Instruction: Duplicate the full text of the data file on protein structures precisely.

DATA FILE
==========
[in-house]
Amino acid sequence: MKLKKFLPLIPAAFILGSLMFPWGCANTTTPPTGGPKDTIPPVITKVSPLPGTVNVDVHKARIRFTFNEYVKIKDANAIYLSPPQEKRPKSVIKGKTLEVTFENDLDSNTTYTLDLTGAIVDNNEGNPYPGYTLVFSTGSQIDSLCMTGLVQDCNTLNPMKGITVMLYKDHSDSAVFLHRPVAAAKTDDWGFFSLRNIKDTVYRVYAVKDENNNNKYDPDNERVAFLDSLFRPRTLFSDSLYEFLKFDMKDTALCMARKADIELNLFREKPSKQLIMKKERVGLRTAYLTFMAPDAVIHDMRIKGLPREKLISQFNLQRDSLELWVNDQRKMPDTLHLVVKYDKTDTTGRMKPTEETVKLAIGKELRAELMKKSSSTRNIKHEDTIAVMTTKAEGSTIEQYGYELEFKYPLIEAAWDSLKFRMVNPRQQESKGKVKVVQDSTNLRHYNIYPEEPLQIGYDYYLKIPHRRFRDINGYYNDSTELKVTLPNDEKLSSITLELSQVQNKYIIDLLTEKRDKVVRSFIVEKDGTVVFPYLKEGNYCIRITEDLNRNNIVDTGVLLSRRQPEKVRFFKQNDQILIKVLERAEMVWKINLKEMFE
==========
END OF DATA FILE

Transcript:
[in-house]
Amino acid sequence: MKLKKFLPLIPAAFILGSLMFPWGCANTTTPPTGGPKDTIPPVITKVSPLPGTVNVDVHKARIRFTFNEYVKIKDANAIYLSPPQEKRPKSVIKGKTLEVTFENDLDSNTTYTLDLTGAIVDNNEGNPYPGYTLVFSTGSQIDSLCMTGLVQDCNTLNPMKGITVMLYKDHSDSAVFLHRPVAAAKTDDWGFFSLRNIKDTVYRVYAVKDENNNNKYDPDNERVAFLDSLFRPRTLFSDSLYEFLKFDMKDTALCMARKADIELNLFREKPSKQLIMKKERVGLRTAYLTFMAPDAVIHDMRIKGLPREKLISQFNLQRDSLELWVNDQRKMPDTLHLVVKYDKTDTTGRMKPTEETVKLAIGKELRAELMKKSSSTRNIKHEDTIAVMTTKAEGSTIEQYGYELEFKYPLIEAAWDSLKFRMVNPRQQESKGKVKVVQDSTNLRHYNIYPEEPLQIGYDYYLKIPHRRFRDINGYYNDSTELKVTLPNDEKLSSITLELSQVQNKYIIDLLTEKRDKVVRSFIVEKDGTVVFPYLKEGNYCIRITEDLNRNNIVDTGVLLSRRQPEKVRFFKQNDQILIKVLERAEMVWKINLKEMFE